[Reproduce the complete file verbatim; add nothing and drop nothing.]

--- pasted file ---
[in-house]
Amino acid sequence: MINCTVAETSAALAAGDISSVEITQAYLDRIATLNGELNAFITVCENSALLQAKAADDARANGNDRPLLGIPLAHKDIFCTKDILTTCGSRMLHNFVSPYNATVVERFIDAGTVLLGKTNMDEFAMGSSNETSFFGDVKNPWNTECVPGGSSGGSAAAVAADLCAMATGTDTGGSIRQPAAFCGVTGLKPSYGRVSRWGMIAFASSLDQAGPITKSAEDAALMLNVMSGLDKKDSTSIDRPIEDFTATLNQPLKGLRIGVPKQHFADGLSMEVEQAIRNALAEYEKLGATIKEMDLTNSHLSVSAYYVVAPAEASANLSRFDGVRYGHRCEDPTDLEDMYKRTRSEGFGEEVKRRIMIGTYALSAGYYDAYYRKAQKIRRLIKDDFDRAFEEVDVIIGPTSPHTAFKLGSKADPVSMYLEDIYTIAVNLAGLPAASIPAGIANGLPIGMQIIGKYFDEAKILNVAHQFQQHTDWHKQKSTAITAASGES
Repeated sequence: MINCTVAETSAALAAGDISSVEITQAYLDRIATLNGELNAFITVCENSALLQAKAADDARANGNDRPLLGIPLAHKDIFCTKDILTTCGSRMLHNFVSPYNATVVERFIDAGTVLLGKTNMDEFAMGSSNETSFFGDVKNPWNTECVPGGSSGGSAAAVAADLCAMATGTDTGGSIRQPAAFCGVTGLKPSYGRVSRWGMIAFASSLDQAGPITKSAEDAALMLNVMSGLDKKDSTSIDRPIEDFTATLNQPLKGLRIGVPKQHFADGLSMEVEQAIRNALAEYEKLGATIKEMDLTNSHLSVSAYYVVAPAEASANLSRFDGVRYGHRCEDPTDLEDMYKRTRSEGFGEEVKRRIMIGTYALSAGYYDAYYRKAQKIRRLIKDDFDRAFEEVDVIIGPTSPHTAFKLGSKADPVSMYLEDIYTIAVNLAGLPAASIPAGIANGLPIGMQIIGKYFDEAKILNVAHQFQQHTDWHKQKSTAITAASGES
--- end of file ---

[in-house]
Amino acid sequence: MINCTVAETSAALAAGDISSVEITQAYLDRIATLNGELNAFITVCENSALLQAKAADDARANGNDRPLLGIPLAHKDIFCTKDILTTCGSRMLHNFVSPYNATVVERFIDAGTVLLGKTNMDEFAMGSSNETSFFGDVKNPWNTECVPGGSSGGSAAAVAADLCAMATGTDTGGSIRQPAAFCGVTGLKPSYGRVSRWGMIAFASSLDQAGPITKSAEDAALMLNVMSGLDKKDSTSIDRPIEDFTATLNQPLKGLRIGVPKQHFADGLSMEVEQAIRNALAEYEKLGATIKEMDLTNSHLSVSAYYVVAPAEASANLSRFDGVRYGHRCEDPTDLEDMYKRTRSEGFGEEVKRRIMIGTYALSAGYYDAYYRKAQKIRRLIKDDFDRAFEEVDVIIGPTSPHTAFKLGSKADPVSMYLEDIYTIAVNLAGLPAASIPAGIANGLPIGMQIIGKYFDEAKILNVAHQFQQHTDWHKQKSTAITAASGES
Repeated sequence: MINCTVAETSAALAAGDISSVEITQAYLDRIATLNGELNAFITVCENSALLQAKAADDARANGNDRPLLGIPLAHKDIFCTKDILTTCGSRMLHNFVSPYNATVVERFIDAGTVLLGKTNMDEFAMGSSNETSFFGDVKNPWNTECVPGGSSGGSAAAVAADLCAMATGTDTGGSIRQPAAFCGVTGLKPSYGRVSRWGMIAFASSLDQAGPITKSAEDAALMLNVMSGLDKKDSTSIDRPIEDFTATLNQPLKGLRIGVPKQHFADGLSMEVEQAIRNALAEYEKLGATIKEMDLTNSHLSVSAYYVVAPAEASANLSRFDGVRYGHRCEDPTDLEDMYKRTRSEGFGEEVKRRIMIGTYALSAGYYDAYYRKAQKIRRLIKDDFDRAFEEVDVIIGPTSPHTAFKLGSKADPVSMYLEDIYTIAVNLAGLPAASIPAGIANGLPIGMQIIGKYFDEAKILNVAHQFQQHTDWHKQKSTAITAASGES